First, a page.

Loss of the fragile X mental retardation-1 (FMR1) gene is linked to an early decline in reproduction capacity due to high levels of the protein mTOR, a recent study using mice reveals.
These results suggest that mTOR can become a potential therapeutic target.
The study “Premature recruitment of oocyte pool and increased mTOR activity in Fmr1 knockout mice and reversal of phenotype with rapamycin” was published in the journal Scientific Reports.
A full mutation in the FMR1 gene leads to a deficiency in fragile X mental retardation protein (FMRP) responsible for Fragile X syndrome, the most common inherited cause of mental retardation and a monogenetic cause of autism.
Mutations in the FMR1 gene also are linked to several reproductive outcomes in women, but how complete lack of FMR1 impacts females’ reproductive systems remains unknown.
Researchers used mice to examine the effects of complete silencing of the FMR1 gene on ovarian reserve — the capacity of the ovary to provide egg cells capable of undergoing fertilization — and reproductive capacity.
Genetically modified female mice showed an early decrease in fertility compared to normal female mice. This earlier decline in fertility, researchers suggested, could be the result of diminished ovarian reserve due to an increased activation of the so-called primordial follicles. At time of birth, the female ovary already contains the number of oocytes (immature ovum) that will be released during the female’s lifetime. The oocytes are first encased in the primordial follicles.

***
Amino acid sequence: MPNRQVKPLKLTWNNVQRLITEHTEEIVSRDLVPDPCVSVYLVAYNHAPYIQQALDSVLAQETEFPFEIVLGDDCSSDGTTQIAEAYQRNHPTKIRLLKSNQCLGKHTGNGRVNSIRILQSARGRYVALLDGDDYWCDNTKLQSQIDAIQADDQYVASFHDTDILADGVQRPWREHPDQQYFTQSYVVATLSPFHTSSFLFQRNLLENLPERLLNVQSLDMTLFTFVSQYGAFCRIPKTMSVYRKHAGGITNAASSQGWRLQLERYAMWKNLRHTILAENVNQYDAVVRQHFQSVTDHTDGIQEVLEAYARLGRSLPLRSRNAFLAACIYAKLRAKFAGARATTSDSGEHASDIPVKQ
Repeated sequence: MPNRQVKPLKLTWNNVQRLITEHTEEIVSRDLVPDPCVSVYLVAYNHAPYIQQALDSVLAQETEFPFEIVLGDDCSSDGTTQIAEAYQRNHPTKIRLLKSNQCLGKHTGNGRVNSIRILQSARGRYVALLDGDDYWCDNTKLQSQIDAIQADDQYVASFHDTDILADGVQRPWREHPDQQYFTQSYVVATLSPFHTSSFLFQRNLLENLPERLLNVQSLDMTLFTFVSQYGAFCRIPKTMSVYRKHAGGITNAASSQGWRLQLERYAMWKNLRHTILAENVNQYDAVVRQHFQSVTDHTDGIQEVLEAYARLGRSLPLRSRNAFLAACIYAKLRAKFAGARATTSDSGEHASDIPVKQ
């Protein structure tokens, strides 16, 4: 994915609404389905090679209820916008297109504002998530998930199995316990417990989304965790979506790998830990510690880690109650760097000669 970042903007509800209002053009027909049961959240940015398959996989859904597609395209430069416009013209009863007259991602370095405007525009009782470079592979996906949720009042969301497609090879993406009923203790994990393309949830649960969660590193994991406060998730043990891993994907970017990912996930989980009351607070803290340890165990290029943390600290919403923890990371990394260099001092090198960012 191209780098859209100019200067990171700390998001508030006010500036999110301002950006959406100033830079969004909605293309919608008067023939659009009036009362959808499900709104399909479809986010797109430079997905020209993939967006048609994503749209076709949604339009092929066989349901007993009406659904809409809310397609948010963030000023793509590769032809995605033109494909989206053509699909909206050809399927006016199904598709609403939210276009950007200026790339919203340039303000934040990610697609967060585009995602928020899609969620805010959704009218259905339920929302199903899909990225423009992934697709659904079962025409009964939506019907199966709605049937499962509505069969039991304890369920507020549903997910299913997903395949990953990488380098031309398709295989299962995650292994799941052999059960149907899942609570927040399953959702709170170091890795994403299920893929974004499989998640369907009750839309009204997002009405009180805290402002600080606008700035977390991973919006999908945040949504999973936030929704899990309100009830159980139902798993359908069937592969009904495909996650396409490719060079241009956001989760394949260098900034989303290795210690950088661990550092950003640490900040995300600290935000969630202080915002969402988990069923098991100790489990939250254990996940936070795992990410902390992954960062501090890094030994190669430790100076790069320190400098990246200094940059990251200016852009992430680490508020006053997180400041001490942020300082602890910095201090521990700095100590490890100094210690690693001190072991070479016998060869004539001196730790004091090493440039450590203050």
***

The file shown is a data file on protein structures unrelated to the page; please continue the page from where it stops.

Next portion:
In a previous study, researchers saw that tissue from male patients with Fragile X syndrome and mice without the FMR1 gene had higher levels of a protein called mTOR, a protein that also is a target of FMR protein itself. As such, they hypothesized that the mechanism underlying the early decline in reproductive capacity likely was linked to higher mTOR.
Treating the mice with an inhibitor of mTOR, called rapamycin, signficantly increased the number of primordial follicles and reduced the size of ovaries, two features that support “increased reproductive lifespan.”
“Our findings of a prolonged reproductive lifespan and increased primordial pool in rapamycin-treated normal mice suggest that these effects in humans may be related to a suppression of mTOR-stimulated activation of primordial follicles,” researchers wrote.
These findings suggest that lack of the FMR1 gene is related to an early decline in reproduction capacity likely due to increased levels of the mTOR protein, and highlight this specific pathway as a potential therapeutic target.